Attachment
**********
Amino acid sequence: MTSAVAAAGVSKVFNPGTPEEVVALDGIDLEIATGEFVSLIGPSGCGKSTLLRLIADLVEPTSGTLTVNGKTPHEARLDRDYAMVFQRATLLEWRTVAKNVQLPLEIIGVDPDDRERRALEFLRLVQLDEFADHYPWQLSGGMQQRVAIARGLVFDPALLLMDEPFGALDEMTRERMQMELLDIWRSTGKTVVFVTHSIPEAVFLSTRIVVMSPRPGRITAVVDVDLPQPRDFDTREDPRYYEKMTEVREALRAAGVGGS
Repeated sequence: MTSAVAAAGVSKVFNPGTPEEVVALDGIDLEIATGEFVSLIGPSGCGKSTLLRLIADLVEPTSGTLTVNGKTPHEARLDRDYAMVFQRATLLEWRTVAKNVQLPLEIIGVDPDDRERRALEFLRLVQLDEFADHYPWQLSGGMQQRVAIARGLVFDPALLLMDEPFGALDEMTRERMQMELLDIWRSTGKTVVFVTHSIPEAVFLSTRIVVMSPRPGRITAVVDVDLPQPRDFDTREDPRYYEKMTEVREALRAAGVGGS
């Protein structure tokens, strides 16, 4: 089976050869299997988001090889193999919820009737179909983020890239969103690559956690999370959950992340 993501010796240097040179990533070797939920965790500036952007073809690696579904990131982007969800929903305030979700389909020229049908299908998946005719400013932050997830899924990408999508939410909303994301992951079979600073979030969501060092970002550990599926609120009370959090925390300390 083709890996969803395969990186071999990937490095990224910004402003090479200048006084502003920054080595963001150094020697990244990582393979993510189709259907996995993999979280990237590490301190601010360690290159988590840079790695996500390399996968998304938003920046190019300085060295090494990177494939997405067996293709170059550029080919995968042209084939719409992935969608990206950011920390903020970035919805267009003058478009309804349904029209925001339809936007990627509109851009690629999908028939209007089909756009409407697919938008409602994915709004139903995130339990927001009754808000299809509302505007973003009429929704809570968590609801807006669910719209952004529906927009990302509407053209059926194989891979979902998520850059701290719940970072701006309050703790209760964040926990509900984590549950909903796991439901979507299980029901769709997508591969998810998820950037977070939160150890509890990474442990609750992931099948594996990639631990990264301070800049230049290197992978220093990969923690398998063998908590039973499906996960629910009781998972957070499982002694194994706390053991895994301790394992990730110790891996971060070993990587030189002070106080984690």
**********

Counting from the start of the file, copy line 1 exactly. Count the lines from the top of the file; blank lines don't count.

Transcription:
Amino acid sequence: MTSAVAAAGVSKVFNPGTPEEVVALDGIDLEIATGEFVSLIGPSGCGKSTLLRLIADLVEPTSGTLTVNGKTPHEARLDRDYAMVFQRATLLEWRTVAKNVQLPLEIIGVDPDDRERRALEFLRLVQLDEFADHYPWQLSGGMQQRVAIARGLVFDPALLLMDEPFGALDEMTRERMQMELLDIWRSTGKTVVFVTHSIPEAVFLSTRIVVMSPRPGRITAVVDVDLPQPRDFDTREDPRYYEKMTEVREALRAAGVGGS